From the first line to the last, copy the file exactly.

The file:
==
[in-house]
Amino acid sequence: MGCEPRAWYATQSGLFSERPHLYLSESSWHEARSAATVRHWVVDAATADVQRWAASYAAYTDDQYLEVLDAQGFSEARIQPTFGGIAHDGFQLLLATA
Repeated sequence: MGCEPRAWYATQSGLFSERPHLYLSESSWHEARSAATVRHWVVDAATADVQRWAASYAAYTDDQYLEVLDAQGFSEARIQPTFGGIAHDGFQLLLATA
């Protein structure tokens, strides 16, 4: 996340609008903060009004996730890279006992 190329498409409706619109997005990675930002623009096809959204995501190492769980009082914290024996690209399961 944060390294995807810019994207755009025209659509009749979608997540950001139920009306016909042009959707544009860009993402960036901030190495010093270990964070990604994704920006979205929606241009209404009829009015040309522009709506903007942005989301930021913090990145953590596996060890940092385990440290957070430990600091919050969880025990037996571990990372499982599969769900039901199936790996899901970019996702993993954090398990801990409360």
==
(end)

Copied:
[in-house]
Amino acid sequence: MGCEPRAWYATQSGLFSERPHLYLSESSWHEARSAATVRHWVVDAATADVQRWAASYAAYTDDQYLEVLDAQGFSEARIQPTFGGIAHDGFQLLLATA
Repeated sequence: MGCEPRAWYATQSGLFSERPHLYLSESSWHEARSAATVRHWVVDAATADVQRWAASYAAYTDDQYLEVLDAQGFSEARIQPTFGGIAHDGFQLLLATA
């Protein structure tokens, strides 16, 4: 996340609008903060009004996730890279006992 190329498409409706619109997005990675930002623009096809959204995501190492769980009082914290024996690209399961 944060390294995807810019994207755009025209659509009749979608997540950001139920009306016909042009959707544009860009993402960036901030190495010093270990964070990604994704920006979205929606241009209404009829009015040309522009709506903007942005989301930021913090990145953590596996060890940092385990440290957070430990600091919050969880025990037996571990990372499982599969769900039901199936790996899901970019996702993993954090398990801990409360």